If you are a new camera buyer, stick to the list of cameras below.
Considering a Digital SLR?
Before making the investment in a more advanced DSLR camera, think about all aspects. Yes, the camera will be better, but there are other things to consider. Lenses, for instance, can cost as much or more than the camera itself. Then there is the size of the camera - it is much larger than a point and shoot camera. A camera bag with accessories will almost be a necessity with a DSLR.
Personally, I would wait until the child shows a real aptitude and desire for taking pictures before investing in a digital SLR. If that develops, I would go "all in" and buy (or help to buy) a semi-professional camera. Here is a list of the Top 5 DSLR Cameras for Beginners.
Image from Microsoft Office Image Gallery
Excellent Cameras For Kids - It's so much easier for kids to learn photography if they have good tools.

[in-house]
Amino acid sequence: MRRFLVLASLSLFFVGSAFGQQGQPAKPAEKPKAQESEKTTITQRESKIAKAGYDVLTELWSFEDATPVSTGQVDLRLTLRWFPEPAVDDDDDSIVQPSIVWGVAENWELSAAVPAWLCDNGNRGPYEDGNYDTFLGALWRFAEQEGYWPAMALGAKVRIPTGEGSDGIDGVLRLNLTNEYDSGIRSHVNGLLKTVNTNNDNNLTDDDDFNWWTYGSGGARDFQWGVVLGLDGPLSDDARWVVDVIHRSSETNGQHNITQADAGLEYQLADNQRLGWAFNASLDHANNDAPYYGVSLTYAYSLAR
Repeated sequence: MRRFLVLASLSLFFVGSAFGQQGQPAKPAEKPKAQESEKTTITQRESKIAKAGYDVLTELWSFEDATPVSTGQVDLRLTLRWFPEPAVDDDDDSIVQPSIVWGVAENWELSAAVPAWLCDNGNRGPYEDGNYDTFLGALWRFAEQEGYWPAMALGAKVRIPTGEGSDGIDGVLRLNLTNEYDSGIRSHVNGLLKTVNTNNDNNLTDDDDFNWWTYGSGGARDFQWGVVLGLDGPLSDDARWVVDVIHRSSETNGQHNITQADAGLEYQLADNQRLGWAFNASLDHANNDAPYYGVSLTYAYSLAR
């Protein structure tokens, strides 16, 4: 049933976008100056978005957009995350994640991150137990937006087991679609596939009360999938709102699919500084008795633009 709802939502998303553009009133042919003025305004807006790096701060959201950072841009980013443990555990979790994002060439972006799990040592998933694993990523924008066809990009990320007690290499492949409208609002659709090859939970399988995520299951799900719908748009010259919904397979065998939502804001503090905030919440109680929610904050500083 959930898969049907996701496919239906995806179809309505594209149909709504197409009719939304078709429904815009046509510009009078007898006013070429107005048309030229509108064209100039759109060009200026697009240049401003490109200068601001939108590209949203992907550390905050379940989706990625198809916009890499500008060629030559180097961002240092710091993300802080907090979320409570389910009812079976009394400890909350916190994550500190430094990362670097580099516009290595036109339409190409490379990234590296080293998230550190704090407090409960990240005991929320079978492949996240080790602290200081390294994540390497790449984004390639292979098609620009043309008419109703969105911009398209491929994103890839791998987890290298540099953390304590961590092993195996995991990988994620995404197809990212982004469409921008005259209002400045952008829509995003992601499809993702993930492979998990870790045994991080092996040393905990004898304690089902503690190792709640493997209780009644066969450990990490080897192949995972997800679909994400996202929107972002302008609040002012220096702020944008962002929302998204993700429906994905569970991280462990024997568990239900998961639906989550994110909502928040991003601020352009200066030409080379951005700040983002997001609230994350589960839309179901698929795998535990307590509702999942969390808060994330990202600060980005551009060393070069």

Panasonic, while not the most widely talked about name in cameras, has developed some excellent compact cameras. This one is a great starter camera that is extremely user friendly.
The Canon PowerShot lineup offers a wide variety of cameras. This is one of the most popular family cameras in that lineup.
A little more sophisticated, this PowerShot also has more features, which translates into benefits for beginning photographers who want to grow into the craft. A bit more on the cost, but the new photographer will not outgrow it as fast if this becomes a significant hobby.
For Sony enthusiasts, this is the most popular point and shoot for family photo fun.
Stick To The Basics
Don't Overwhelm With Photography Knowledge